The US Open is now weighing up the possibility of staging their Grand Slam without spectators – despite previously stating…
The US Open is now weighing up the possibility of staging their Grand Slam without spectators – despite previously stating that scenario was ‘highly unlikely’.
Last month, USTA CEO Mike Dowse said that playing the US Open without fans in attendance wasn’t in the ‘spirit of the celebration of tennis’.
However, tournament officials are now considering holding the event with no public access, creating a potentially ‘historic’ spectacle.
New York is still being heavily impacted by COVID-19, but USTA executive Lew Sherr says he still wants the tournament to go ahead – despite the near-impossible logistics of international travel.
“Two months ago, it just didn’t feel like you could [have] a no-fan scenario and have it be what we think of as the U.S. Open,” Sherr told Sportsbusiness Journal.
“As we’ve gone forward, I’ve come around to recognising what an achievement it would be to play… we have 850,000 fans who attend, but we’ve got hundreds of millions of fans who still watch the Open around the world and will never step foot on the grounds.”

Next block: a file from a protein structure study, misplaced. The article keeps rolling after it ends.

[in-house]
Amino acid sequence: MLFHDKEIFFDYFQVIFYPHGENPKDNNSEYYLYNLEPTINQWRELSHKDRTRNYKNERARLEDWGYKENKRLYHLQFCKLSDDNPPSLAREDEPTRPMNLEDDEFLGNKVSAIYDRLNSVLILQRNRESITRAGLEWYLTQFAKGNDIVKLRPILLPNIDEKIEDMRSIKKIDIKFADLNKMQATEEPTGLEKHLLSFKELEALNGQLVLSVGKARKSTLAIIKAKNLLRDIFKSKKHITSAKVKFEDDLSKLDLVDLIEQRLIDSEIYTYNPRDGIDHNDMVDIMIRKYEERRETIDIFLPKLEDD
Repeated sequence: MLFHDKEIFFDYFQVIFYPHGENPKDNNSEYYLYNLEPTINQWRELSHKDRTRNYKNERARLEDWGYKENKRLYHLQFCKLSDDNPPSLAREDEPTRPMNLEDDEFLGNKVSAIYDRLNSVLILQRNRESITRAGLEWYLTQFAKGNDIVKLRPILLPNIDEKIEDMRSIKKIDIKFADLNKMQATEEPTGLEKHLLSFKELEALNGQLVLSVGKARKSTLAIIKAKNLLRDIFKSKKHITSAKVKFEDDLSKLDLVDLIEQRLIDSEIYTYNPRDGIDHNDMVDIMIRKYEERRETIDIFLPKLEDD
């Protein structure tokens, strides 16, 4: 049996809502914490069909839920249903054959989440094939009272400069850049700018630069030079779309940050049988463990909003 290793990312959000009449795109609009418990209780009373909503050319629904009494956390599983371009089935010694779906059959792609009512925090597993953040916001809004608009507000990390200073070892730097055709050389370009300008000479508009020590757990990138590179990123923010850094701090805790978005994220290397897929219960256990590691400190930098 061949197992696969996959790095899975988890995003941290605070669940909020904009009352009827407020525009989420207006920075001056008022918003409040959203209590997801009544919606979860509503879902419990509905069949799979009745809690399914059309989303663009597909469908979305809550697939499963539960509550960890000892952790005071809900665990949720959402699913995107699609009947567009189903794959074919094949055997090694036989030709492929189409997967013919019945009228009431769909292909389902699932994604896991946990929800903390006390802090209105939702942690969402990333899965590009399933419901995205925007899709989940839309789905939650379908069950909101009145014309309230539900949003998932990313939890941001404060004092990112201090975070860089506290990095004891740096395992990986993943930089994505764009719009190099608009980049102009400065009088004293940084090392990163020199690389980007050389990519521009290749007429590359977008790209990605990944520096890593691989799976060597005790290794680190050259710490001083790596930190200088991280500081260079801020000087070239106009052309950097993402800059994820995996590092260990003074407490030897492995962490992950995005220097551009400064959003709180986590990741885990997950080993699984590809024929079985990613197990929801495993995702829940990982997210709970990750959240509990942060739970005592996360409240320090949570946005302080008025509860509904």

Set to begin on August 31, an official decision on the US Open’s fate is expected to be decided over the next month.
“But it will require adjustments,” Sherr added. “It’s a different event. It would be broadcast differently, it would be consumed differently, it’s not just playing the U.S. Open, as you know it, with empty seats.”
While officials are hoping to hold the US Open as originally scheduled, it seems almost impossible that all players would be able to compete.
Most nations have banned international travel, with the 2021 Australian Open even preparing for their ‘worst-case scenarios’ of no tournament or needing to quarantine players that are able to make the trip to Melbourne.
“Our best-case scenario at this point is having an AO with players that we can get in here with quarantining techniques and Australian-only fans,” tournament director Craig Tiley said.